On July 4, while Brother Cottrell and I were traveling with the tent from Mannsville to West Winfield, we had to cross Salmon Creek. Since the bridge had been carried away by a spring freshet, the stream had to be forded. A heavy rain the night before had swollen the waters more than we realized. It was a rapid stream with rocky bottom and did not look deep. Our fording place was between a foot-bridge and a mill-pond. As we came up to it we saw no fresh tracks, so we asked a family living nearby if any teams had passed through. “Oh, yes,” a woman replied.MML 41.3

    Brother Cottrell walked over the foot-bridge, but as I drove into the water it came up to the wagon bed and over the horse’s back. (We were driving Old Charley, well-known among all eastern Adventists). What had appeared to be a shallow creek we now saw was a deep and powerful stream. The swift current took the horse off his feet and floated both wagon and horse toward the mill-pond. Brother Cottrell on the footbridge, and I in the wagon lifted our hearts to God for help. I could not swim, and unless Providence intervened there was little hope for either the horse or me.MML 41.4

    As we swept rapidly toward the mill-pond, the wagon wheels struck against a large rock and held the wagon fast until the horse regained his footing. He turned his head and cast a pitiful glance toward me. I shouted, “Charley, you must get me out of this!” As I pulled the rein to turn his head upstream, he gave two or three plunges with all his might toward the other side. He soon gained a good foothold and pulled the load safely to shore amid the cheering of a crowd that had gathered on the bank. We did not go far before we retired to a grove to thank God for deliverance from a watery grave.MML 42.1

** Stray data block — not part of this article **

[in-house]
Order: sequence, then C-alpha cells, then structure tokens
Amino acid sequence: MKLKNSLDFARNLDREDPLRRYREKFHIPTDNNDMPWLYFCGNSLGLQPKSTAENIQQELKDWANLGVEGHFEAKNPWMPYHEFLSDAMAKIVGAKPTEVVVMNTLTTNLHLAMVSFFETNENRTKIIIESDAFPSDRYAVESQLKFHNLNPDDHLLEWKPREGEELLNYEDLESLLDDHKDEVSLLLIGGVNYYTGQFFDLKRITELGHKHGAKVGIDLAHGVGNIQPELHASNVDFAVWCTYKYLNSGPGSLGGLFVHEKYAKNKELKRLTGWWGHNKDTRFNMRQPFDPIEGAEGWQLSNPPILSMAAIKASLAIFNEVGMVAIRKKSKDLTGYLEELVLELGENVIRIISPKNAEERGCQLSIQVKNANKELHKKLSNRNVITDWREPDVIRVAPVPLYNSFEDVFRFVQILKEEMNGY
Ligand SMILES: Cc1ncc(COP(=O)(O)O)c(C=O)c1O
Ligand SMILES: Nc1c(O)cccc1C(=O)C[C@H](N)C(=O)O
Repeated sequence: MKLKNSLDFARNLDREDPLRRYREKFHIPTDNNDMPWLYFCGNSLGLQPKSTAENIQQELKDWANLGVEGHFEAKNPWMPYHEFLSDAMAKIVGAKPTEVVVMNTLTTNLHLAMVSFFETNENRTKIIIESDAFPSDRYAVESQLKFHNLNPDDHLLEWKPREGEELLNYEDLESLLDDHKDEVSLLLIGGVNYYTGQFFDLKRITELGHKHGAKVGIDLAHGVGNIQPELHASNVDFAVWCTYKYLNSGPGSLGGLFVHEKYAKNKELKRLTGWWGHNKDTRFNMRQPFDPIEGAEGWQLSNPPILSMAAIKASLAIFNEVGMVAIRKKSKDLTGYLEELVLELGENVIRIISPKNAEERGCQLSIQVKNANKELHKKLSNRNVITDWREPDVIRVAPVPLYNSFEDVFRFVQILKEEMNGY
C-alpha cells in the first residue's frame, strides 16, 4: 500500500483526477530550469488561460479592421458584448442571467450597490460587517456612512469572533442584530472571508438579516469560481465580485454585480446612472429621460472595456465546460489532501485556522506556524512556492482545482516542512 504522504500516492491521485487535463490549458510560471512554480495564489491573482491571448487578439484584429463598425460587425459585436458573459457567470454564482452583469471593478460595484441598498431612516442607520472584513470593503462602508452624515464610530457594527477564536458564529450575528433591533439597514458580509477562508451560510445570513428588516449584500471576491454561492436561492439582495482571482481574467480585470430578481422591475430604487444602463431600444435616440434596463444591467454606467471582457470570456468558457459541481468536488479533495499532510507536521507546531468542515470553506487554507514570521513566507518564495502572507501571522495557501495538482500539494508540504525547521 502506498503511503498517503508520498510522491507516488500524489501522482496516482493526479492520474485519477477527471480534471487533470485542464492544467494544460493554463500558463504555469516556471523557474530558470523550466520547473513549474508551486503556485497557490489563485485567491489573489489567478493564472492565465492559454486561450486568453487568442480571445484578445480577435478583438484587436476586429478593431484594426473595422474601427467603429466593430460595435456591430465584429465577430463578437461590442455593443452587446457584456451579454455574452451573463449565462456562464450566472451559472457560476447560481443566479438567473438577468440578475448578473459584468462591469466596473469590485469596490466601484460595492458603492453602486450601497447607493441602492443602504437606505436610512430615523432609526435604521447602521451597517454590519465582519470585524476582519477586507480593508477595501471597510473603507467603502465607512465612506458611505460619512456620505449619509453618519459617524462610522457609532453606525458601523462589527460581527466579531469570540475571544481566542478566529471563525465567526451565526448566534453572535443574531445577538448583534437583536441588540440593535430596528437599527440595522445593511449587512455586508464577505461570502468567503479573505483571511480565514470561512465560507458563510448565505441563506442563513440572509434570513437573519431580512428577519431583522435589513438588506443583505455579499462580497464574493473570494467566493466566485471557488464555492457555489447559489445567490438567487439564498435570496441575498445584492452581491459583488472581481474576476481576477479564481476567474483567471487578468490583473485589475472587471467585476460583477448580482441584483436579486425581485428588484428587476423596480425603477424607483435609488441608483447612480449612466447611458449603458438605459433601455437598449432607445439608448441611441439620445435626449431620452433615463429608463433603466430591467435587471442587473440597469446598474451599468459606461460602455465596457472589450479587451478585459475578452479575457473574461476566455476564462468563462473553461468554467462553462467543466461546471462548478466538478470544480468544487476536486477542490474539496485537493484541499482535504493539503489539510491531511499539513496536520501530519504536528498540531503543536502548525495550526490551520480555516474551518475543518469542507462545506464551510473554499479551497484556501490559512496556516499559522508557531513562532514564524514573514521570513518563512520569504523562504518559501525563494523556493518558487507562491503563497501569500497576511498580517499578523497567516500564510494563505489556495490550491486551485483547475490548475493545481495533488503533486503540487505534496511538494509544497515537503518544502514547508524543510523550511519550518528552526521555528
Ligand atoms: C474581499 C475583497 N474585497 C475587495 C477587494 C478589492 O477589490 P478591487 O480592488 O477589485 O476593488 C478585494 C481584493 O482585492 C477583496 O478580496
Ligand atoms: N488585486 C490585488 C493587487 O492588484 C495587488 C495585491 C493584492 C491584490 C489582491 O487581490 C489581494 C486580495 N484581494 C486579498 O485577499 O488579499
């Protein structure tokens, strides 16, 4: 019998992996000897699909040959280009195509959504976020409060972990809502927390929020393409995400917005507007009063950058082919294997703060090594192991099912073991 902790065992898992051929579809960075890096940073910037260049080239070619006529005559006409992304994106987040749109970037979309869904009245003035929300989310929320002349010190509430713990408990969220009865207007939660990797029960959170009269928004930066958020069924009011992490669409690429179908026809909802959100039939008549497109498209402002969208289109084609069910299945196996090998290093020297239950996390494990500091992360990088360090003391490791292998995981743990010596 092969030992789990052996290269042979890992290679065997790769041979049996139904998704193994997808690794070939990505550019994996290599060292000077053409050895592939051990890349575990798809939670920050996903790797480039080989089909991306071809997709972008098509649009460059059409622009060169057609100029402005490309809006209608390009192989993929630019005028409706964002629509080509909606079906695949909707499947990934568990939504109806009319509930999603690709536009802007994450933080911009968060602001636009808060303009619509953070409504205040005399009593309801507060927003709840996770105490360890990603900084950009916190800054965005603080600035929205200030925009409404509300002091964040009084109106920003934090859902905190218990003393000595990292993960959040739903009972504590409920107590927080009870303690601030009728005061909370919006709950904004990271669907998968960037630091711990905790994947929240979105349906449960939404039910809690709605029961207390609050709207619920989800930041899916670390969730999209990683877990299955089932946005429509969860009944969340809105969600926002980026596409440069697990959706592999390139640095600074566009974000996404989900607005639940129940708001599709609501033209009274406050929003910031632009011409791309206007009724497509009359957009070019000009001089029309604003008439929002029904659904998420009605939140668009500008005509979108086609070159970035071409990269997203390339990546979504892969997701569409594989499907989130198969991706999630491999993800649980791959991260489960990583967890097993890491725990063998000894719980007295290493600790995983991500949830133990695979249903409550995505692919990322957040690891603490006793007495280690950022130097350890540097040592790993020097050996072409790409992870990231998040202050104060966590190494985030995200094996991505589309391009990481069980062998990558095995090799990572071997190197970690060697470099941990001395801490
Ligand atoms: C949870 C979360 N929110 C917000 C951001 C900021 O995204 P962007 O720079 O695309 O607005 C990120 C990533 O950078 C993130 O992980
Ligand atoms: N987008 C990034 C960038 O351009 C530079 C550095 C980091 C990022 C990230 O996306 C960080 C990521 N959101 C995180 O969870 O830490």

Our second effort was in the city of Oswego, and Elder and Mrs. White were with me at this meeting. We were short of help erecting the tent. I overworked and became sick. It looked as though all the preaching would fall upon the Whites. Prayers were offered for me in the home of John Place, and I was immediately healed.MML 42.2

    When in 1852, I accepted the message, we did not have the light on healthful living as now so clearly developed among this people. The testimonies spoke decidedly against the use of tea, coffee, and tobacco. But when there was sickness among us, we had not the light on the treatment of disease with natural remedies. We were requested to bring our sick ones to the Lord in prayer, following the rule in James 5. In the Rochester Church for many months, every case thus presented to the Lord was healed. This led some to conclude that every case thus presented to the Lord would be healed, but for this conclusion we had no support from either the Bible or Sister White.MML 42.3